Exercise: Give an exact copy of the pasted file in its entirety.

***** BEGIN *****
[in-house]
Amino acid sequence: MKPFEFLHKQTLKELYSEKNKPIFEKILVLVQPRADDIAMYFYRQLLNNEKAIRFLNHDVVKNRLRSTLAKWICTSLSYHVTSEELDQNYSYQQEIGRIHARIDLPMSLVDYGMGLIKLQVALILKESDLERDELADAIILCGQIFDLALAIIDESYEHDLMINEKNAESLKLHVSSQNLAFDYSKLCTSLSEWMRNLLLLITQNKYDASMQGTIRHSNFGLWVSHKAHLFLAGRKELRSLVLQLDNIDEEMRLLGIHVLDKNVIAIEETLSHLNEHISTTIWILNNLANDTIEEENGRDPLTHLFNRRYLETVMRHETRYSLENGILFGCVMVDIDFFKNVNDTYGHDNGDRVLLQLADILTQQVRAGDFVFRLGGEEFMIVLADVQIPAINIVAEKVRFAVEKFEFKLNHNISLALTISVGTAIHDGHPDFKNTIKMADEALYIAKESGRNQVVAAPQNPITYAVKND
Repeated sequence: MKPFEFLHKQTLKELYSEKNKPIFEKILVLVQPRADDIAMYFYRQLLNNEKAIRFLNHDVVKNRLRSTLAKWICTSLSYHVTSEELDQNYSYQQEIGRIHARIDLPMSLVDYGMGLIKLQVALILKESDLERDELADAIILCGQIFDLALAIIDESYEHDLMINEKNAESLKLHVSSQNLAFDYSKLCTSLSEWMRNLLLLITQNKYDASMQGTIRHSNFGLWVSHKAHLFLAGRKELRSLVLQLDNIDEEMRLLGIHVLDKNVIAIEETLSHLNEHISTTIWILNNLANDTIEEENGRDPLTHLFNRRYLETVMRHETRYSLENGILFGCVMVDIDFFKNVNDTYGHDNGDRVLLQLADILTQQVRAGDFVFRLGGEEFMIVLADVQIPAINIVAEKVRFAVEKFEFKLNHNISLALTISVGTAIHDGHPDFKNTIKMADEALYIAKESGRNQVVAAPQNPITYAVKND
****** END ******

[in-house]
Amino acid sequence: MKPFEFLHKQTLKELYSEKNKPIFEKILVLVQPRADDIAMYFYRQLLNNEKAIRFLNHDVVKNRLRSTLAKWICTSLSYHVTSEELDQNYSYQQEIGRIHARIDLPMSLVDYGMGLIKLQVALILKESDLERDELADAIILCGQIFDLALAIIDESYEHDLMINEKNAESLKLHVSSQNLAFDYSKLCTSLSEWMRNLLLLITQNKYDASMQGTIRHSNFGLWVSHKAHLFLAGRKELRSLVLQLDNIDEEMRLLGIHVLDKNVIAIEETLSHLNEHISTTIWILNNLANDTIEEENGRDPLTHLFNRRYLETVMRHETRYSLENGILFGCVMVDIDFFKNVNDTYGHDNGDRVLLQLADILTQQVRAGDFVFRLGGEEFMIVLADVQIPAINIVAEKVRFAVEKFEFKLNHNISLALTISVGTAIHDGHPDFKNTIKMADEALYIAKESGRNQVVAAPQNPITYAVKND
Repeated sequence: MKPFEFLHKQTLKELYSEKNKPIFEKILVLVQPRADDIAMYFYRQLLNNEKAIRFLNHDVVKNRLRSTLAKWICTSLSYHVTSEELDQNYSYQQEIGRIHARIDLPMSLVDYGMGLIKLQVALILKESDLERDELADAIILCGQIFDLALAIIDESYEHDLMINEKNAESLKLHVSSQNLAFDYSKLCTSLSEWMRNLLLLITQNKYDASMQGTIRHSNFGLWVSHKAHLFLAGRKELRSLVLQLDNIDEEMRLLGIHVLDKNVIAIEETLSHLNEHISTTIWILNNLANDTIEEENGRDPLTHLFNRRYLETVMRHETRYSLENGILFGCVMVDIDFFKNVNDTYGHDNGDRVLLQLADILTQQVRAGDFVFRLGGEEFMIVLADVQIPAINIVAEKVRFAVEKFEFKLNHNISLALTISVGTAIHDGHPDFKNTIKMADEALYIAKESGRNQVVAAPQNPITYAVKND